Congressional tax committee submitted April 3 a request to disclose six years of the president's returns from the Internal Revenue Service (IRS)
U.S. President Donald Trump’s tax returns will never be handed over to Democratic lawmakers, White House Chief of Staff Mick Mulvaney said Sunday.
This response comes as a Congressional tax committee submitted April 3 a request to disclose six years of the president's returns from the Internal Revenue Service (IRS), headed by chairman Rep. Richard Neal (D).
"This is a legitimate authority that the Congress has. This president, by the way, is the least transparent president we've had in half a century,” told ABC Rep. Dan Kildee (D) and a tax committee member.
By not presenting his tax returns, Trump is indeed defying a decade long practice, in which US presidential candidates since 1976 have released tax information. However, there is no law requiring it. Mulvaney continued that “Democrats are demanding that the IRS turn over the documents. That is not going to happen, and they know it”, adding that it is simply a “political stunt.”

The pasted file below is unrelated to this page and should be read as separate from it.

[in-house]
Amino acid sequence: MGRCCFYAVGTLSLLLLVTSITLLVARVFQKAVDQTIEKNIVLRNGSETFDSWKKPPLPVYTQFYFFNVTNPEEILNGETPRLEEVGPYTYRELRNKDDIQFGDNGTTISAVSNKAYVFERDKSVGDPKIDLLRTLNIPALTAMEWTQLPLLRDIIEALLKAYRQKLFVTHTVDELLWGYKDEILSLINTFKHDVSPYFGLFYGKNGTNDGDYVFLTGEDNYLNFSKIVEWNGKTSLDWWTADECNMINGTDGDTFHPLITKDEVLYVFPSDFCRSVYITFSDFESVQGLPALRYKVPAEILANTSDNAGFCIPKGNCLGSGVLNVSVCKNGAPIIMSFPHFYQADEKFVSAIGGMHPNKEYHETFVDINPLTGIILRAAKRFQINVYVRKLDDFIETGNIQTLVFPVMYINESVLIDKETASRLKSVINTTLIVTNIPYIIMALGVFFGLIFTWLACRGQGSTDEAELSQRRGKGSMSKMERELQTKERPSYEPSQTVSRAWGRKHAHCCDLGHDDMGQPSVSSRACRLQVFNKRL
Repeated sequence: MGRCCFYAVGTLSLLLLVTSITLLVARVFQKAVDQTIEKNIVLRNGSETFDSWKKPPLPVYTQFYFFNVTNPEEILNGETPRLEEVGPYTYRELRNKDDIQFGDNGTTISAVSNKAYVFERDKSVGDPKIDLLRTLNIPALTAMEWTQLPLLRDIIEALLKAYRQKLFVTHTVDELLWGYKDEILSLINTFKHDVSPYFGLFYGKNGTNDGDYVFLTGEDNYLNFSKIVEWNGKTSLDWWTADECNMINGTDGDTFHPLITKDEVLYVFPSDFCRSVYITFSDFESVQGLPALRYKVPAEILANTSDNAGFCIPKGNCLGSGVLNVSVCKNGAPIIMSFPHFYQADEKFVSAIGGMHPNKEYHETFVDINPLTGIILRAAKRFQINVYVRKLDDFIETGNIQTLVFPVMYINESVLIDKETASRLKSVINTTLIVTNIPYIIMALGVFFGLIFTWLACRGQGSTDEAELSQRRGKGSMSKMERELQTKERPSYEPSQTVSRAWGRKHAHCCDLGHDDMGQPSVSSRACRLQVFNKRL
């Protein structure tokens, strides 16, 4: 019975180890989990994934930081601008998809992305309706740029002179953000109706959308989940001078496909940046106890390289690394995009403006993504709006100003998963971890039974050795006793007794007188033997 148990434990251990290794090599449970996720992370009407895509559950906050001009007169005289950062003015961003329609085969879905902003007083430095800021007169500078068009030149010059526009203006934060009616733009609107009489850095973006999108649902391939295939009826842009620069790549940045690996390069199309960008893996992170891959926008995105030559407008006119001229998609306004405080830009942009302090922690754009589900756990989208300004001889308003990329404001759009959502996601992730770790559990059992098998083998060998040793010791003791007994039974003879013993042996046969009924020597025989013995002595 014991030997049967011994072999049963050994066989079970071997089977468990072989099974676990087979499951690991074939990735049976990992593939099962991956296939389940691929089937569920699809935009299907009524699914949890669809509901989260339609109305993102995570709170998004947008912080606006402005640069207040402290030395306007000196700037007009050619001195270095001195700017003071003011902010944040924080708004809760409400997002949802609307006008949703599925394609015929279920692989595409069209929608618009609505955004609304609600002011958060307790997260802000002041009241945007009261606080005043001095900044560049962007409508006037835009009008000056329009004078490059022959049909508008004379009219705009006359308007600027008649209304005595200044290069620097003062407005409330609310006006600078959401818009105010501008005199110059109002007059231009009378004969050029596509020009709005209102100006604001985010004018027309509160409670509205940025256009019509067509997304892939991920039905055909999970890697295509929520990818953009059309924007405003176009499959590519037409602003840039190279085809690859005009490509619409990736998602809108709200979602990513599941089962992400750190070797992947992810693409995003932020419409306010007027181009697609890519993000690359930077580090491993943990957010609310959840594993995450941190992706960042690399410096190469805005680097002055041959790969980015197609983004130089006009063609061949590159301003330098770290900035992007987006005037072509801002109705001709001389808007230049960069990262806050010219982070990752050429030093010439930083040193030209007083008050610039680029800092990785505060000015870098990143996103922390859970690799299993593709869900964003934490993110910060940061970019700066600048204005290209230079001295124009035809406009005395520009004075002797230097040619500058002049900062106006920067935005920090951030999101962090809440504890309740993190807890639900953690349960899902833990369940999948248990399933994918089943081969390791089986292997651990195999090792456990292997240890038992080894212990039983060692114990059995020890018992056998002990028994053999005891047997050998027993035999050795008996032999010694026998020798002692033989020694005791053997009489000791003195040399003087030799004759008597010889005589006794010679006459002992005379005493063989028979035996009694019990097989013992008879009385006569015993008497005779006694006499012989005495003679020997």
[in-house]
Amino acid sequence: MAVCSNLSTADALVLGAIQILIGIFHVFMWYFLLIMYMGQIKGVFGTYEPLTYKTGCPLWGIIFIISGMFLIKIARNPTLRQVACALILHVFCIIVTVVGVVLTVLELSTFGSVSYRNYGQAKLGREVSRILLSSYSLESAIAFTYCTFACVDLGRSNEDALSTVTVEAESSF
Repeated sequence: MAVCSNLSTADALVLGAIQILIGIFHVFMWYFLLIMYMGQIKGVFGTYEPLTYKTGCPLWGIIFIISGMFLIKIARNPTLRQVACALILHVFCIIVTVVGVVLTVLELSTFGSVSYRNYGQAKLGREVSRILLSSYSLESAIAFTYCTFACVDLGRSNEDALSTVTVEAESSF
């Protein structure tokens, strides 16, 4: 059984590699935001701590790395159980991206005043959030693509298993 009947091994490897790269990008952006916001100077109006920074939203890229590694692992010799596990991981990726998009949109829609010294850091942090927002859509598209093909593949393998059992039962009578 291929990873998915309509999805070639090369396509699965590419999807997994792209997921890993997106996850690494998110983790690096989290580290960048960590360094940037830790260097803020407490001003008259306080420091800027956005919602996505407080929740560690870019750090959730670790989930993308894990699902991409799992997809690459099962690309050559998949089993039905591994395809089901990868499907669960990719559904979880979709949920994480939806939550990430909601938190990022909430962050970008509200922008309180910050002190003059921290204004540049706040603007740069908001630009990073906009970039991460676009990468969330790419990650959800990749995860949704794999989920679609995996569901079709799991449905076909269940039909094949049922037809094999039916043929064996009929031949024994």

Democratic Representative Ben Ray Lujan noted that presidents for decades have voluntarily released this information, and his party’s request is “not political, as our Republican colleagues are making it out to be.”
While Trump’s lawyer William Consovoy mapped out the legal road ahead, explaining in a statement, the request filed by Neal flouts “constitutional constraints”. If Congress decides to take the case to court there will be little to none legal precedence as most document disputes between the legislative and executive branches of government are resolved by negotiation.
Yet Democrats hope that by obtaining the tax returns will allow them to identify any conflicts of interest posed by Trump’s global business empire and his current administration.
Several of the 2020 Democratic presidential candidates have already released their own tax returns in an effort to contrast themselves with Trump, and more are expected to follow suit in the coming days. And even though Democrats might use this against Trump's re-election campaign, the current President showed in 2016 that despite not releasing his tax information voters still supported him.